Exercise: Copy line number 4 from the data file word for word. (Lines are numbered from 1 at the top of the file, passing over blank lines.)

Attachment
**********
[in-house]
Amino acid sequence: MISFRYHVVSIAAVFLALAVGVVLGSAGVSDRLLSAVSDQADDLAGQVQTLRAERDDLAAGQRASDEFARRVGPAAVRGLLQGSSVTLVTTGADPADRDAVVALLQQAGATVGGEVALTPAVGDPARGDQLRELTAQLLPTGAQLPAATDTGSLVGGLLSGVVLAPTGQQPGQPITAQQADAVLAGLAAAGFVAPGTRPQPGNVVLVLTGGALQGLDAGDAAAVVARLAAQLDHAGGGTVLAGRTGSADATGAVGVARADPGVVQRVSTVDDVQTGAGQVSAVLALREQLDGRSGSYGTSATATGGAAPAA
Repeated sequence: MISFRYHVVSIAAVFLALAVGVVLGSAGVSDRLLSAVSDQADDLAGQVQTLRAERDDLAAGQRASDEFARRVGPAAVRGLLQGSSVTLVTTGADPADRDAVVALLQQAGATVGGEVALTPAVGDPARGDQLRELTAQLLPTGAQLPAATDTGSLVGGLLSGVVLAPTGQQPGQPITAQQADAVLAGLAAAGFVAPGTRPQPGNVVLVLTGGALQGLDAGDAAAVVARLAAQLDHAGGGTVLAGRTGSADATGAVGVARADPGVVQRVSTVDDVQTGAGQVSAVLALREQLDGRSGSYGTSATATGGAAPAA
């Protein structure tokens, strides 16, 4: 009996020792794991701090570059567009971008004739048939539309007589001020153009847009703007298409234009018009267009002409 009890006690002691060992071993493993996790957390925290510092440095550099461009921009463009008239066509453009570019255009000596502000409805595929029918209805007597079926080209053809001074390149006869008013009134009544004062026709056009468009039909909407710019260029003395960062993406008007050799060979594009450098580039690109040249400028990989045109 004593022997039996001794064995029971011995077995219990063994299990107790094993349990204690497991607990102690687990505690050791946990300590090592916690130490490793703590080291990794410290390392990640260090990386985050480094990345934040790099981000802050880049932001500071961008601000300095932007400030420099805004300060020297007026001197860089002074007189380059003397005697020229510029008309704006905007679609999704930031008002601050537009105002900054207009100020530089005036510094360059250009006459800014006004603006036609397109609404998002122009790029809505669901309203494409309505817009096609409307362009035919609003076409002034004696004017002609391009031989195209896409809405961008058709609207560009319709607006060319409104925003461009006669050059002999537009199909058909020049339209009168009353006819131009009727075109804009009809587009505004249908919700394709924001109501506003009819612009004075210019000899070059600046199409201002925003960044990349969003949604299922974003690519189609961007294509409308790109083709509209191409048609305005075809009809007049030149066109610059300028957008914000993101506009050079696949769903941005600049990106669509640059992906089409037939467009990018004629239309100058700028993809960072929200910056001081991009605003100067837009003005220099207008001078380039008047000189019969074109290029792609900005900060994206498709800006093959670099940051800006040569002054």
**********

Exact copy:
């Protein structure tokens, strides 16, 4: 009996020792794991701090570059567009971008004739048939539309007589001020153009847009703007298409234009018009267009002409 009890006690002691060992071993493993996790957390925290510092440095550099461009921009463009008239066509453009570019255009000596502000409805595929029918209805007597079926080209053809001074390149006869008013009134009544004062026709056009468009039909909407710019260029003395960062993406008007050799060979594009450098580039690109040249400028990989045109 004593022997039996001794064995029971011995077995219990063994299990107790094993349990204690497991607990102690687990505690050791946990300590090592916690130490490793703590080291990794410290390392990640260090990386985050480094990345934040790099981000802050880049932001500071961008601000300095932007400030420099805004300060020297007026001197860089002074007189380059003397005697020229510029008309704006905007679609999704930031008002601050537009105002900054207009100020530089005036510094360059250009006459800014006004603006036609397109609404998002122009790029809505669901309203494409309505817009096609409307362009035919609003076409002034004696004017002609391009031989195209896409809405961008058709609207560009319709607006060319409104925003461009006669050059002999537009199909058909020049339209009168009353006819131009009727075109804009009809587009505004249908919700394709924001109501506003009819612009004075210019000899070059600046199409201002925003960044990349969003949604299922974003690519189609961007294509409308790109083709509209191409048609305005075809009809007049030149066109610059300028957008914000993101506009050079696949769903941005600049990106669509640059992906089409037939467009990018004629239309100058700028993809960072929200910056001081991009605003100067837009003005220099207008001078380039008047000189019969074109290029792609900005900060994206498709800006093959670099940051800006040569002054």